Hemodynamic Perturbations During Robot-Assisted Laparoscopic Radical Prostatectomy in 45° Trendelenburg Position

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Abstract

BACKGROUND:

Robot-assisted laparoscopic radical prostatectomy has gained widespread use. However, circulatory effects in patients subjected to an extreme Trendelenburg position (45°) are not well characterized.

METHODS:

We studied 16 patients (ASA physical status I–II) with a mean age of 59 years scheduled for robot-assisted laparoscopic radical prostatectomy (45° head-down tilt, with an intraabdominal pressure of 11–12 mm Hg). Hemodynamics, echocardiography, gas exchange, and ventilation-perfusion distribution were investigated before and during pneumoperitoneum, in the Trendelenburg position and, in 8 of the patients, also after the conclusion of surgery.

RESULTS:

In the 45° Trendelenburg position, central venous pressure increased almost 3-fold compared with the initial value, with an associated 2-fold increase in mean pulmonary artery pressure and pulmonary capillary wedge pressure (P < 0.01). Mean arterial blood pressure increased by 35%. Heart rate, stroke volume, cardiac output, and mixed venous oxygen saturation were unaffected during surgery, as were echocardiographic heart dimensions. After induction of anesthesia, isovolumic relaxation time was prolonged, with no further change during the study. Deceleration time was normal and stable. In the horizontal position after pneumoperitoneum exsufflation, filling pressures and mean arterial blood pressure returned to baseline levels. Pneumoperitoneum reduced lung compliance by 40% (P < 0.01). Addition of the Trendelenburg position caused a further decrease (P < 0.05). Arterial blood acid-base balance was normal. End-tidal carbon dioxide tension increased whereas arterial carbon dioxide was unaffected with unchanged ventilation settings. Pneumoperitoneum increased PaO2 (P < 0.05). Ventilation-perfusion distribution, shunt, and dead space were unaltered during the study.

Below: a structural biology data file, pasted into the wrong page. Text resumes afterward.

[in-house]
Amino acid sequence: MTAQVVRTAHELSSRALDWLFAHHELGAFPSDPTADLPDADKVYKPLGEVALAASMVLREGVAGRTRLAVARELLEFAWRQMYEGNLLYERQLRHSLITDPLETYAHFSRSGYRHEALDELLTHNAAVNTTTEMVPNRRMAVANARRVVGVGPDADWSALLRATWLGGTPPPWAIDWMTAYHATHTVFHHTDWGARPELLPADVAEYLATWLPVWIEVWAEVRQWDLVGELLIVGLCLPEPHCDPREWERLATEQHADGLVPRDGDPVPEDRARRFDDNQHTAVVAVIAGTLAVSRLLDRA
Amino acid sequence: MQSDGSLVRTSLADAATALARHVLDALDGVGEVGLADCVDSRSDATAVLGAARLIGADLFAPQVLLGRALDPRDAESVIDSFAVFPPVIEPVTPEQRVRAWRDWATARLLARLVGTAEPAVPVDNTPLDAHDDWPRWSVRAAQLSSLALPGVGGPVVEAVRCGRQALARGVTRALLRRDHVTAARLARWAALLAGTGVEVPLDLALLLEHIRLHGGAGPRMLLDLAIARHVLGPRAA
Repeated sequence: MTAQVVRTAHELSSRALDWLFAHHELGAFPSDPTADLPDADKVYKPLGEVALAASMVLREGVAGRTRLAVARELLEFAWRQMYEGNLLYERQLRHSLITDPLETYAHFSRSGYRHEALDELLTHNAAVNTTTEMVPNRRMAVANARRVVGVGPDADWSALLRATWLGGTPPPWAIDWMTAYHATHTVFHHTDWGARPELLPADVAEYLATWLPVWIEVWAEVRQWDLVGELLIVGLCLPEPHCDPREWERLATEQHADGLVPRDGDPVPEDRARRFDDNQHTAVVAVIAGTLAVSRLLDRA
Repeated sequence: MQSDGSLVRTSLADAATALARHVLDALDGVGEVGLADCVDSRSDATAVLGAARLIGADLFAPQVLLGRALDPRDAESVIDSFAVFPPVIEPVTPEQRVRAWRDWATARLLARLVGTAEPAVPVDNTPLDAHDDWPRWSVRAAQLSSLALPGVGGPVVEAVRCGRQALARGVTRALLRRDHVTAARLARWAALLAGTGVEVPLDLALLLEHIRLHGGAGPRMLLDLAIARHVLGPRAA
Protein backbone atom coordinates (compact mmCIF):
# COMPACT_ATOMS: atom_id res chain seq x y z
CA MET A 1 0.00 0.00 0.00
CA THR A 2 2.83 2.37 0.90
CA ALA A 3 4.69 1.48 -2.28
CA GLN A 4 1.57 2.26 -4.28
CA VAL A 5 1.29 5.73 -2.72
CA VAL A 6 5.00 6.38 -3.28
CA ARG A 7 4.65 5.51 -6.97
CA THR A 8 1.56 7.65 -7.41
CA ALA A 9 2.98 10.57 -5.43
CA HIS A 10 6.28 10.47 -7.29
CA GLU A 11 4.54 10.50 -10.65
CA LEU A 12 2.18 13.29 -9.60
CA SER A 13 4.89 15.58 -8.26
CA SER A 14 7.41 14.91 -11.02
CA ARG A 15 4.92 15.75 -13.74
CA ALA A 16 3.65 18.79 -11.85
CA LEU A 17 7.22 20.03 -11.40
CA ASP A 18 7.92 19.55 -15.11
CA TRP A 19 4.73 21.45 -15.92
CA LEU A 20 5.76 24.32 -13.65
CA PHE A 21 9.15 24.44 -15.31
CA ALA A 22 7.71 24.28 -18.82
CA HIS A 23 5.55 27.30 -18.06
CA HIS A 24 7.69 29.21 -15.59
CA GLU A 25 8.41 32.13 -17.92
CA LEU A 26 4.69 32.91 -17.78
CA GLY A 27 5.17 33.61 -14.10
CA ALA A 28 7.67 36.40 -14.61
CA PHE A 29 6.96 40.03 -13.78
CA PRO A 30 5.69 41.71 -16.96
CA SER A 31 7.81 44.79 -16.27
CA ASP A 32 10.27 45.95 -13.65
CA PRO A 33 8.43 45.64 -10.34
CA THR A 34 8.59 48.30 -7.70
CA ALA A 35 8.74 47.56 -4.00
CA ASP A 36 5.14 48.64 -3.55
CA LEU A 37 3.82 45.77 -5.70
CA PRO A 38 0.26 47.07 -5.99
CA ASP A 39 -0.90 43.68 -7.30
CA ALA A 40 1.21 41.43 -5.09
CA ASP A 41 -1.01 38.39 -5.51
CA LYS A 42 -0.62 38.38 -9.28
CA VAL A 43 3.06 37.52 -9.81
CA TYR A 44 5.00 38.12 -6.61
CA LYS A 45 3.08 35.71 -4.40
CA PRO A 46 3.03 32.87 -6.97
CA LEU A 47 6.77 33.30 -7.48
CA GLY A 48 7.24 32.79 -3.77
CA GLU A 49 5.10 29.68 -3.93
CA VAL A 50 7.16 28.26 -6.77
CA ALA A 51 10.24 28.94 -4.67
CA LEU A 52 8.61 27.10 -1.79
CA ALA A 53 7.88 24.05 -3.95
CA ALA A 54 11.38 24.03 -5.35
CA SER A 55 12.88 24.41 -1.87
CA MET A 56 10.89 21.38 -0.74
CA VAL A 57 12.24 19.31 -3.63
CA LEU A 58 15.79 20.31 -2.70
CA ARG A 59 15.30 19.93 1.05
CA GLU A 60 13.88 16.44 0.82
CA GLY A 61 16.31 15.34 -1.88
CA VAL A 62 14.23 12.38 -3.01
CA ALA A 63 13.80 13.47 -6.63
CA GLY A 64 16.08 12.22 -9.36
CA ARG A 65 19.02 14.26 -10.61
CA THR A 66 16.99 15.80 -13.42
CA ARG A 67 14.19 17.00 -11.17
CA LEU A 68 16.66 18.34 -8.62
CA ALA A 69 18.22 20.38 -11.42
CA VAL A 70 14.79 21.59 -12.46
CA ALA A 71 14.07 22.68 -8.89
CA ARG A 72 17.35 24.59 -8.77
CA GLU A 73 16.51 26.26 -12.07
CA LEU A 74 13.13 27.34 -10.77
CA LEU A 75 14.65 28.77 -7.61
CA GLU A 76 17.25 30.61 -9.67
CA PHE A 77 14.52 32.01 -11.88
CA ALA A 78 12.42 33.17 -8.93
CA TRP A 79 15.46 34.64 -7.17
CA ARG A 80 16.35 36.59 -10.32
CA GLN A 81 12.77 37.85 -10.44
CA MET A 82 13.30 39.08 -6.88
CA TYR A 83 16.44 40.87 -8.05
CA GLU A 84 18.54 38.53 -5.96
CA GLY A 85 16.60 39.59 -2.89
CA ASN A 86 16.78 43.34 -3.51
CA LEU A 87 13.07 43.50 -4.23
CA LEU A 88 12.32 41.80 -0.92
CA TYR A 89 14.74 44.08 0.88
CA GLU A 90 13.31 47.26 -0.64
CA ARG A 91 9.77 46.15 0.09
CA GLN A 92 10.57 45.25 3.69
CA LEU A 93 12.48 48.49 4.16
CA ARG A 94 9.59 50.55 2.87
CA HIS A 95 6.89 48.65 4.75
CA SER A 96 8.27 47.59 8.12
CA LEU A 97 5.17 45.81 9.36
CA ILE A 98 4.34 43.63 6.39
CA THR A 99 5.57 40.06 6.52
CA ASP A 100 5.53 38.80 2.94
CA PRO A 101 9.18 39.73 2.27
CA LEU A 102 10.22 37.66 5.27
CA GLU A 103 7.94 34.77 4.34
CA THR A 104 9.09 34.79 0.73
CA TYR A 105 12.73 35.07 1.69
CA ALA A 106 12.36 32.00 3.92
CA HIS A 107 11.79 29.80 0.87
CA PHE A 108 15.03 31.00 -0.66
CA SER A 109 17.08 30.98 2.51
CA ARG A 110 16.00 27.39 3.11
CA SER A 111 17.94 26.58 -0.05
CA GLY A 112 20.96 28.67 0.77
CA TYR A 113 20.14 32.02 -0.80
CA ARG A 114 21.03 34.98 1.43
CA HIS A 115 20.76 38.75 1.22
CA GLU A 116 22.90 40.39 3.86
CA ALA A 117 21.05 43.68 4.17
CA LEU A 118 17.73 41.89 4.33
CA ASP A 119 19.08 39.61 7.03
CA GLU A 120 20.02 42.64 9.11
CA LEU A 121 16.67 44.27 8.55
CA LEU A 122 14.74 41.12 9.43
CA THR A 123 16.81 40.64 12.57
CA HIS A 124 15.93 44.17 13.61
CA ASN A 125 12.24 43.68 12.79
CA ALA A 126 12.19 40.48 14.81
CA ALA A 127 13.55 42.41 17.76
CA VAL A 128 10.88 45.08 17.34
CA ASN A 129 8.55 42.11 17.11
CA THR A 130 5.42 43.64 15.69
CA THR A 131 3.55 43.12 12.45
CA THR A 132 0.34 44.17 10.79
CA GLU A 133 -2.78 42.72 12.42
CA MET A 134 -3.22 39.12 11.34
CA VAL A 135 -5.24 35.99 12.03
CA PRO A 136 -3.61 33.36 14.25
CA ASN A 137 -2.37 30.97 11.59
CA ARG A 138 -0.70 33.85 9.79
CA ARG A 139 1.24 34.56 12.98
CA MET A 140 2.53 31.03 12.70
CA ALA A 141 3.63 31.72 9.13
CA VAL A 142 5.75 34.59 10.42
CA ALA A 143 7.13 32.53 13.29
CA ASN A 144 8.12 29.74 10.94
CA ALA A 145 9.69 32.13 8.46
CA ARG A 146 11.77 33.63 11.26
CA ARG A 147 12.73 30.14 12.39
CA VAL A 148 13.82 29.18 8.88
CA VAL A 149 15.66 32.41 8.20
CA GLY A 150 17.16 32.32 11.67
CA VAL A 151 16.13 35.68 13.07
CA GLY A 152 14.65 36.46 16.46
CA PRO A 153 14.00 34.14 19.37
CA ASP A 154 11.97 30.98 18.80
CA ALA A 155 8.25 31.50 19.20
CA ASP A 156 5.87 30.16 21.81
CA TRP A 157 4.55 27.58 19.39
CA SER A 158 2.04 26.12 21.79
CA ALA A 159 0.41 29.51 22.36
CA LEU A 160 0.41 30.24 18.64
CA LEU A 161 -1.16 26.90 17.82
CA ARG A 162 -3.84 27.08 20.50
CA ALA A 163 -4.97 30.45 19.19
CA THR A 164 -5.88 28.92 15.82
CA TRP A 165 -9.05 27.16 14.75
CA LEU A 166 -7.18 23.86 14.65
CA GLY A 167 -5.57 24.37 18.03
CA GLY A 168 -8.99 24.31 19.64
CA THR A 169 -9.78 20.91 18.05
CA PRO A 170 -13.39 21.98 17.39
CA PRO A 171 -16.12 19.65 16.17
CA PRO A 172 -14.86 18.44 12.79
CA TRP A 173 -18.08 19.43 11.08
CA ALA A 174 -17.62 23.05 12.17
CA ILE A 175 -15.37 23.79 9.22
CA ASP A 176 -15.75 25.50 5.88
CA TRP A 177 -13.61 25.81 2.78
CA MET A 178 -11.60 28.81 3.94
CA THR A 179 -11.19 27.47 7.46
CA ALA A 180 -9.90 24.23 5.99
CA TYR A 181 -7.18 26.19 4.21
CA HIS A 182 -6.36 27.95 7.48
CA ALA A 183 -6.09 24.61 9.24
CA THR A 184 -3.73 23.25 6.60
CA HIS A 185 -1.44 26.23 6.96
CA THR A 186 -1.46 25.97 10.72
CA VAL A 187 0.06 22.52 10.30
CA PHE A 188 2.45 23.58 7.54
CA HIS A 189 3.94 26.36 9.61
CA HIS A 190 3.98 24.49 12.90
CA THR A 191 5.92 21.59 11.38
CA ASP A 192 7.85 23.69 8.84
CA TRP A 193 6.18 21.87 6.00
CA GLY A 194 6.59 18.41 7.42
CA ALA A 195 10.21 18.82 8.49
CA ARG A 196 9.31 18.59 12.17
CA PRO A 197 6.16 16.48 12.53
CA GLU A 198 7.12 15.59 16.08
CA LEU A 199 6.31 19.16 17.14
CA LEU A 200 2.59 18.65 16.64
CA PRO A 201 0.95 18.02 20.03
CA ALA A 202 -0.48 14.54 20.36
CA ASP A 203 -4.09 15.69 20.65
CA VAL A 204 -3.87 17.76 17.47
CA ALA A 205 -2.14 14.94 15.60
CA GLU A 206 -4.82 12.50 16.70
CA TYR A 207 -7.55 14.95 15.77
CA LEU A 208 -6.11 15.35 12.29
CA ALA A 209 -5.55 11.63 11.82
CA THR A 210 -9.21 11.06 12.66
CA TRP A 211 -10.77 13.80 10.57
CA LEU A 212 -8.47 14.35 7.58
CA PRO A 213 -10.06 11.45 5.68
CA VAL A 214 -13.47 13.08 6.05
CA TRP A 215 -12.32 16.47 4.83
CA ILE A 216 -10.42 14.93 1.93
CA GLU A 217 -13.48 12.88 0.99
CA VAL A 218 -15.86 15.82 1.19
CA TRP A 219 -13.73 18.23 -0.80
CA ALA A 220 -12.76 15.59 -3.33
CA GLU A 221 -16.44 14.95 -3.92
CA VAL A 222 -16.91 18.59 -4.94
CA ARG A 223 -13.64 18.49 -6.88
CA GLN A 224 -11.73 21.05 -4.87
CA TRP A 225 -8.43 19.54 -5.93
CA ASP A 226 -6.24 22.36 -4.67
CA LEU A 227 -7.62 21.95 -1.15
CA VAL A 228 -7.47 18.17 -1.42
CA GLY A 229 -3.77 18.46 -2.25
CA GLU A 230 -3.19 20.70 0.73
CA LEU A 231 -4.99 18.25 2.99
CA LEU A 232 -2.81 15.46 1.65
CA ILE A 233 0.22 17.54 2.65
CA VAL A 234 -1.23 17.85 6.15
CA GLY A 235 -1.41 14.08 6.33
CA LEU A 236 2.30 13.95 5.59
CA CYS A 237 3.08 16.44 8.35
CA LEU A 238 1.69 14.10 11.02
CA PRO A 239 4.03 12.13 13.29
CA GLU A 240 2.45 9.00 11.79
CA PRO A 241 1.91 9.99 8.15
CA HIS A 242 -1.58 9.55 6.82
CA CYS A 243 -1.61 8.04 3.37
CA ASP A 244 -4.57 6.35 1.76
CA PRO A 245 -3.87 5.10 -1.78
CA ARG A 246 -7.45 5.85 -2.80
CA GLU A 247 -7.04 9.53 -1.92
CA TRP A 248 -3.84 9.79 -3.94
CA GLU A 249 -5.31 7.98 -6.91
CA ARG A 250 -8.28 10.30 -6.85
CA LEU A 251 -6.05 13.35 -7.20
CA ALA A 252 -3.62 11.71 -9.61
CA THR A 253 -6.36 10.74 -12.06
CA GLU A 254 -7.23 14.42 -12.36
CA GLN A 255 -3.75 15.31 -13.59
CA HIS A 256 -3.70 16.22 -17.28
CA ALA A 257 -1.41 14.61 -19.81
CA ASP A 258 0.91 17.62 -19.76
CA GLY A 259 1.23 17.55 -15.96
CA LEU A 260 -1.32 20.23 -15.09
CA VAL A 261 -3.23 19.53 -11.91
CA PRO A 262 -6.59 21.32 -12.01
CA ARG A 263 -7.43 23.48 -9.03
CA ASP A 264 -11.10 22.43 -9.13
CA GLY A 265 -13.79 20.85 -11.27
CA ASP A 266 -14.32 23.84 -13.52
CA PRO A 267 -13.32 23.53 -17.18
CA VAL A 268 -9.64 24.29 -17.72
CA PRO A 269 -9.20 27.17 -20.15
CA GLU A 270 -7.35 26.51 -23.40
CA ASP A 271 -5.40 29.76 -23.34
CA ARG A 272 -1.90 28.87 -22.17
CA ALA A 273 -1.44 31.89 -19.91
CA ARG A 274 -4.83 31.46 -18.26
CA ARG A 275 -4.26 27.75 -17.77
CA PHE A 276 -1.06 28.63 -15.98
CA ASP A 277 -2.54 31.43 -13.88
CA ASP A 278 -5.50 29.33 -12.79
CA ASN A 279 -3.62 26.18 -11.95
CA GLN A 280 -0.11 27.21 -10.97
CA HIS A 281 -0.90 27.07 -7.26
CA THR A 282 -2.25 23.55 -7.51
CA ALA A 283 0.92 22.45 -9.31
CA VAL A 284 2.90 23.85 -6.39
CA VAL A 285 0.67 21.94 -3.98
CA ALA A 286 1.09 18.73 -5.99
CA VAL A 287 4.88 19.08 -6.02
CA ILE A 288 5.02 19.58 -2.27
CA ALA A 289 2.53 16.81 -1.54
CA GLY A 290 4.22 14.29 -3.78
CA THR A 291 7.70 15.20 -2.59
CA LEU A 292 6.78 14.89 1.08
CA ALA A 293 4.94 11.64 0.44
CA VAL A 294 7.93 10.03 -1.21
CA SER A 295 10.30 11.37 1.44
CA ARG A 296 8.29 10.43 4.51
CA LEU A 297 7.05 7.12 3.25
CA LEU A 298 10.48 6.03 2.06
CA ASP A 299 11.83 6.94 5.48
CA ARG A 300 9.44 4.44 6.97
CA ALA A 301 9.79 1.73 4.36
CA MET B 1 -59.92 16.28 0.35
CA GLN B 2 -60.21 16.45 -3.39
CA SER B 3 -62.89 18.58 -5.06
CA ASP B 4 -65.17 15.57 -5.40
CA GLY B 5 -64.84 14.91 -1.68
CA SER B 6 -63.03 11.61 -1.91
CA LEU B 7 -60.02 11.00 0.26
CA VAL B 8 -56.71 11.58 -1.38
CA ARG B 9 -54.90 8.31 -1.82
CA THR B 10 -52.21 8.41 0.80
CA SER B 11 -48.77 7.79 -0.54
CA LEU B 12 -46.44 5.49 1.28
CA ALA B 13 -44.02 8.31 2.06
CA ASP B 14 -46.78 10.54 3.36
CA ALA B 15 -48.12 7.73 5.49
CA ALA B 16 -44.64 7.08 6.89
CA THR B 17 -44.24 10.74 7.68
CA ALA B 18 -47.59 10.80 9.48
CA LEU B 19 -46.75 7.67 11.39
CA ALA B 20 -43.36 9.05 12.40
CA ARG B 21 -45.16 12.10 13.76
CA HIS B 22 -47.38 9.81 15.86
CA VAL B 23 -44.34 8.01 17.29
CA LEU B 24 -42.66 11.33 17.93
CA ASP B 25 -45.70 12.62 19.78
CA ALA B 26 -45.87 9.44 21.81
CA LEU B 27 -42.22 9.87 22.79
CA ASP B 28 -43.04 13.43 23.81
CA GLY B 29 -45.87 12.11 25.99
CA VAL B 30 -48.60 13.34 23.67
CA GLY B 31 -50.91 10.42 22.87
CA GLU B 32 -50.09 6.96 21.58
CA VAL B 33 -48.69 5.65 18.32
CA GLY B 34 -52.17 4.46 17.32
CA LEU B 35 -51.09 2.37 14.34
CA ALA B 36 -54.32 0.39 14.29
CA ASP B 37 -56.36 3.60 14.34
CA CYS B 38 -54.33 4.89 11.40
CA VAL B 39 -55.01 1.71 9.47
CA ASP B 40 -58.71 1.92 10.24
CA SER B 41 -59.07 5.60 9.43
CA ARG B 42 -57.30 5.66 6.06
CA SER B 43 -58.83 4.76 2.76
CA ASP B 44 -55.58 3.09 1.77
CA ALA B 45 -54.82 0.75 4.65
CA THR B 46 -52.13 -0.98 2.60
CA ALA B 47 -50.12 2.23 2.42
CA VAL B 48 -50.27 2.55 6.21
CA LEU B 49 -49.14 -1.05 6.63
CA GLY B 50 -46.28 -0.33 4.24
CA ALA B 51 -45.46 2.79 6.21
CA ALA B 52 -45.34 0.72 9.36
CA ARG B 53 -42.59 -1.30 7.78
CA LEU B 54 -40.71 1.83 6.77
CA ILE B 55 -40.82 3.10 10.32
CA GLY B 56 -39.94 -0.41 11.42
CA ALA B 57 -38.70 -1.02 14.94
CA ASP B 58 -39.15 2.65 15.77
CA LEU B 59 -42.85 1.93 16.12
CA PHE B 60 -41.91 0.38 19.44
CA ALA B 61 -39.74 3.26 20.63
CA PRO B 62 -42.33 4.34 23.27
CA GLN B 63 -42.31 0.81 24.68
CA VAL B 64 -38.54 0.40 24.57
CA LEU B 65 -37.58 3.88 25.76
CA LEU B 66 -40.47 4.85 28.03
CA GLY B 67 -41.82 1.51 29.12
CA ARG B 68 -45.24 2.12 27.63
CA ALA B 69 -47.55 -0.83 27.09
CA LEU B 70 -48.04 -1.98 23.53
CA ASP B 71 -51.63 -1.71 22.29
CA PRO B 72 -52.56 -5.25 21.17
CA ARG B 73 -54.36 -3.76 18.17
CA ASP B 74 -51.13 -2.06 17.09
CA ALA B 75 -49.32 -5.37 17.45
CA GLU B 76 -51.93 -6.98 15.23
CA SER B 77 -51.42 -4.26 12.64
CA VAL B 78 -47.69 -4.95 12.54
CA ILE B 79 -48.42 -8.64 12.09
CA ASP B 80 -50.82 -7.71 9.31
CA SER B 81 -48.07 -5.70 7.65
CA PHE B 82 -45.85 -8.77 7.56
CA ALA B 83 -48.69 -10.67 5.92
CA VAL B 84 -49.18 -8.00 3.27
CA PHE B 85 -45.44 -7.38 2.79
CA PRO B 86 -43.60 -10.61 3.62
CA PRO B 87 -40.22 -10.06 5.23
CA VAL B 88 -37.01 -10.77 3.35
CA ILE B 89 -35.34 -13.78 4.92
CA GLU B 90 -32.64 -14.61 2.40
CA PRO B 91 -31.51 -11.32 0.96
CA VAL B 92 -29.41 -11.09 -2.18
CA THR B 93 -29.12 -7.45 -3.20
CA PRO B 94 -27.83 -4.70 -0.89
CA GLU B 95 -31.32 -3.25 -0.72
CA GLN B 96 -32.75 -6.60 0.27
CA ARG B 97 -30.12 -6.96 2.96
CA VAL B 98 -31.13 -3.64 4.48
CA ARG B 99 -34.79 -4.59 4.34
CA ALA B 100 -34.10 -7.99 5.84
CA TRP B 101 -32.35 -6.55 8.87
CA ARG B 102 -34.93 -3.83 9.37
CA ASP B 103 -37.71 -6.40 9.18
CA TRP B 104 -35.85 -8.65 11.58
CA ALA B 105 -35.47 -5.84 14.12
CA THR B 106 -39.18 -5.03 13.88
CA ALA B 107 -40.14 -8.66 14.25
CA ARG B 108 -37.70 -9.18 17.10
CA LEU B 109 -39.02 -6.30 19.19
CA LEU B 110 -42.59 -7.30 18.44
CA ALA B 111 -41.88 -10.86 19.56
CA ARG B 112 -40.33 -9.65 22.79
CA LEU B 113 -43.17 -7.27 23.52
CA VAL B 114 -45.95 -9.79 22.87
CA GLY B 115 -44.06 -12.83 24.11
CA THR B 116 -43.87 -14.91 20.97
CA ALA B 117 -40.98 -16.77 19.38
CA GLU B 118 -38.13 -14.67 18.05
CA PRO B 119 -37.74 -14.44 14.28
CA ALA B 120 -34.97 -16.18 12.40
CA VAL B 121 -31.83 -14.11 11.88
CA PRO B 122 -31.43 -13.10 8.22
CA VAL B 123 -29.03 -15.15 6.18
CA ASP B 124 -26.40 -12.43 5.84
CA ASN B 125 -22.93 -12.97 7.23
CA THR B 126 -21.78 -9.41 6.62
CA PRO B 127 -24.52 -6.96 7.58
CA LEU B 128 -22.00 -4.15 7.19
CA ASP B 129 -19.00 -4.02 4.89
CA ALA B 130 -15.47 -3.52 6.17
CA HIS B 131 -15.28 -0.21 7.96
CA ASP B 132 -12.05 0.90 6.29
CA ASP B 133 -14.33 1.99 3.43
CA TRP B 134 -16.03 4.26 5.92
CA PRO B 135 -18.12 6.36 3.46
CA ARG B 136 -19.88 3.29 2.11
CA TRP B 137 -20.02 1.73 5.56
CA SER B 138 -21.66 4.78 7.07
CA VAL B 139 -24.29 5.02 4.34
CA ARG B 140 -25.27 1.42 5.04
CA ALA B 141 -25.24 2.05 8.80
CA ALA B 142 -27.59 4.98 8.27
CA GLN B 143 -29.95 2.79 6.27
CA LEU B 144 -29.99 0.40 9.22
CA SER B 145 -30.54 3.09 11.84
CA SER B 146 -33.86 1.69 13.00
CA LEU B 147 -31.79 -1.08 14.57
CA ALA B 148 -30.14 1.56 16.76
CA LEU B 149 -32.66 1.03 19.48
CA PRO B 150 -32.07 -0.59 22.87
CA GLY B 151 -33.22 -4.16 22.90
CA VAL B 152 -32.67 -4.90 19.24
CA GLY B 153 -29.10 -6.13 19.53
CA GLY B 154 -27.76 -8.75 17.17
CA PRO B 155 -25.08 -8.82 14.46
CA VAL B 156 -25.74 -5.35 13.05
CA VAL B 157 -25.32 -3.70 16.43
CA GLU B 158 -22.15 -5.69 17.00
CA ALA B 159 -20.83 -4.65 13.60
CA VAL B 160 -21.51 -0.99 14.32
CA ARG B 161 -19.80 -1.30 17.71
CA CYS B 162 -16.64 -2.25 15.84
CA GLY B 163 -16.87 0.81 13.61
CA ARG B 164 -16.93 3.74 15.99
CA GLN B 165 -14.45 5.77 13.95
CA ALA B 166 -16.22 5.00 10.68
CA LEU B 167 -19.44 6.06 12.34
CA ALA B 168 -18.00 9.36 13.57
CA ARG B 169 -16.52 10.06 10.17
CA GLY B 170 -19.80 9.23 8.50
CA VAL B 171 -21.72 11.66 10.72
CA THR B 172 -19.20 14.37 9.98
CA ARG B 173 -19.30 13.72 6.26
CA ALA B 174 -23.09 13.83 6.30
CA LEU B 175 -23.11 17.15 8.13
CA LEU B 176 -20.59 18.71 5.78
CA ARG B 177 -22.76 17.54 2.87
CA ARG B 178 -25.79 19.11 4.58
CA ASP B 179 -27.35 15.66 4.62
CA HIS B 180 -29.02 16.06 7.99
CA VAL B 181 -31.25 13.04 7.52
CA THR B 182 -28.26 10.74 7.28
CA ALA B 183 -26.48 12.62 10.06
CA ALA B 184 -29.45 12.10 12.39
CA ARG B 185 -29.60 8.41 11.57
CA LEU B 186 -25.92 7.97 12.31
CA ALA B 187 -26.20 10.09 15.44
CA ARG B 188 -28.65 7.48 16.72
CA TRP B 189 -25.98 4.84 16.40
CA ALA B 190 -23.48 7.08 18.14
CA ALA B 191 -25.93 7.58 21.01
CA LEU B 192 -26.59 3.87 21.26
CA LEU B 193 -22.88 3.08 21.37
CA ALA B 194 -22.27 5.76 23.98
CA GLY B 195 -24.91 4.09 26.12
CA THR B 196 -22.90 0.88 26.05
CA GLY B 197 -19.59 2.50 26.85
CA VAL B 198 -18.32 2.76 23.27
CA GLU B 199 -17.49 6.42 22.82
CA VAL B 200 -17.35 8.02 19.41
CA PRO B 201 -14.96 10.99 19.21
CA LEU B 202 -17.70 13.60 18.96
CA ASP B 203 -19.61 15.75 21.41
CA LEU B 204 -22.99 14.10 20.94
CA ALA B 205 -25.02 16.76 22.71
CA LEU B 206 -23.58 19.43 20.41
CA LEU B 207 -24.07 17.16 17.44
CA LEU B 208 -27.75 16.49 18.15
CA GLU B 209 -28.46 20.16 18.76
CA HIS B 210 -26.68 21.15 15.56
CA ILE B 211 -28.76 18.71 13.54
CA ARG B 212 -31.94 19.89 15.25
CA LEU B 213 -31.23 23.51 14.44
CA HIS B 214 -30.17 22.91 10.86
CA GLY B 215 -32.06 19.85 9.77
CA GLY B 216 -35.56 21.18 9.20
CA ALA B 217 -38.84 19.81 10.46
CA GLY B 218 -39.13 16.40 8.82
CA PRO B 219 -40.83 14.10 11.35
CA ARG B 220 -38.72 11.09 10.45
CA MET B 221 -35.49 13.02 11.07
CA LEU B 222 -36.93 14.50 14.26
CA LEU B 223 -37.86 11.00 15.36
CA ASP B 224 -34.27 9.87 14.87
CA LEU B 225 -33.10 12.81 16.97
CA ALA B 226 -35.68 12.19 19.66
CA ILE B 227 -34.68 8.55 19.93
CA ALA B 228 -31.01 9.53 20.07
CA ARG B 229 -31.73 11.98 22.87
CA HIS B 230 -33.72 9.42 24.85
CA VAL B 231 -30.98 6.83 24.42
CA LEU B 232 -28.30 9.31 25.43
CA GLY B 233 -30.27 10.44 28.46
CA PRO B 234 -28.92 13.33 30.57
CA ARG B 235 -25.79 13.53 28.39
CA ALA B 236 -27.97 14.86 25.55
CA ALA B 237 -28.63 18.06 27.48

CONCLUSIONS:

Pneumoperitoneum and 45° Trendelenburg position caused 2- to 3-fold increases in filling pressures, without effects on cardiac performance. Filling pressures were normalized immediately after surgery. Lung compliance was halved. Gas exchange was unaffected. No perioperative cardiovascular complications occurred.

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